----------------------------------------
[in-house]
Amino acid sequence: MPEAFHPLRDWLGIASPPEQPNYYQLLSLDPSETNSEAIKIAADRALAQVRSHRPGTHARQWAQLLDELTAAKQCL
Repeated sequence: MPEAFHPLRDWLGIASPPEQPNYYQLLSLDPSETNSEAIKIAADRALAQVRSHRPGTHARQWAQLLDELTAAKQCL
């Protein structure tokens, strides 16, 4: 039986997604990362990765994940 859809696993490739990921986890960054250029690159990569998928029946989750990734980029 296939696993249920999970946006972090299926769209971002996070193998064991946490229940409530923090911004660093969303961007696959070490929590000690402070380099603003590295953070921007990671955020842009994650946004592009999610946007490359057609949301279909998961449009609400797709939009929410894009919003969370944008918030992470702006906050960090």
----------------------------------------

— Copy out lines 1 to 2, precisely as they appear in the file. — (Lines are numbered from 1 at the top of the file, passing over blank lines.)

[in-house]
Amino acid sequence: MPEAFHPLRDWLGIASPPEQPNYYQLLSLDPSETNSEAIKIAADRALAQVRSHRPGTHARQWAQLLDELTAAKQCL